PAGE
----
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How Learning More Can Make You Act Stupidly

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There's a cognitive bias called the Dunning-Kruger Effect, in which people with low level of knowledge on a topic believe themselves to be more informed than they actually are. This idea is encapsulated in a quote from Shakespeare’s “As You Like It,” "The fool doth think he is wise, but the wise man knows himself to be a fool.”

After gaining just a little bit of knowledge and capacity, your confidence level shoots up until you reach the point where the knowledge to confidence ratio is at its lowest. This point was dubbed by popular webcomic Saturday Morning Breakfast Cereal as “Mount Stupid.” As you gain more knowledge after reaching the peak of misinformed self-assurance, your confidence paradoxically starts plummeting towards the “valley of despair.” This is the point at which you know enough to know what you don’t know. Fortunately, from this nadir, you learn and gain confidence in your abilities at a steady pace, climbing up the “slope of enlightenment” to reach the “plateau of sustainability,” arriving at a stable level of confidence and comfort in your ability.

I usually love roller coasters, but I didn’t enjoy Dunning-Kruger’s. In my second year of medical school, upperclassmen told me that after studying for the Step I, I would feel the smartest that I would ever feel. However, they had left out a crucial detail; the feeling of being very smart was based on the stark juxtaposition of feeling very, very dumb after starting clerkship. After studying for the Step I for months, I was bursting with high-yield facts. I could rattle off the pathways biochemical, microbiological, and pathological; I was the very model of a modern student medical.

I had just successfully summited the peak of Mt. Stupid, which I only realized as I felt my confidence hurtling down to earth during the few months of clerkships. No amount of studying First Aid or Pathoma could have prepared me fully for the challenges of the wards. I struggled to recall medical facts as I talked with my patients. I knew the names and functions of all the major drugs, but I had no idea which doses or formulation were appropriate. I didn’t know how to perform most basic medical procedures. Soon, I found myself firmly entrenched in the valley of despair.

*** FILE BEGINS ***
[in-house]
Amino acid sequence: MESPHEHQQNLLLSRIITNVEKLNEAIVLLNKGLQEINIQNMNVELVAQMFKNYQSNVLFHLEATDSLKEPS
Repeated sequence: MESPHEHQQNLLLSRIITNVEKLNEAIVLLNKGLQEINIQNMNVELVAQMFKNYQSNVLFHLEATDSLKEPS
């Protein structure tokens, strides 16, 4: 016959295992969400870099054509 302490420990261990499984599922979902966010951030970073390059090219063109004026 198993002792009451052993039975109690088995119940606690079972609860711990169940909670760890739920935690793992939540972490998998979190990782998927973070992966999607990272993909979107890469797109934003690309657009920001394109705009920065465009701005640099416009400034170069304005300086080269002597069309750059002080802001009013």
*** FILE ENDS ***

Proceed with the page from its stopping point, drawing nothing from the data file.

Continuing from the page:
But once I recognized how little I knew and how much work I had left in becoming a competent physician, I could start making progress. With practice, my history-taking became more fluid and focused, my physical exam was more precise, and my patients felt more at ease. I knew that I was improving, and although the beginning of each new clerkship always took my confidence down a peg, I knew that I would get better, time and time again.

So, here I am, slowly making my way up the slope of understanding. I know that becoming a resident and later an independent attending will throw me down other iterations of the valley of despair; I see it in the wide, frightened eyes of my interns and in the caution of the newly-minted attendings. But watching them gain confidence in their skills over time is proof that I, too, will be able to practice with happy competence. Ahead of me, I see interns, residents, fellows, and attendings continually pushing themselves to improve themselves.

Hitting rock bottom of confidence is a rite of passage that every medical student must face. Fortunately, for me, I can only go up from here.

Image by leremy / gettyimages

Yoo Jung Kim is a medical student at Stanford University and author of What Every Science Student Should Know (University of Chicago Press). Her articles have appeared in the Washington Post, The Mercury News, The Seattle Times, and KevinMD. She is a 2018-2019 Doximity Author.

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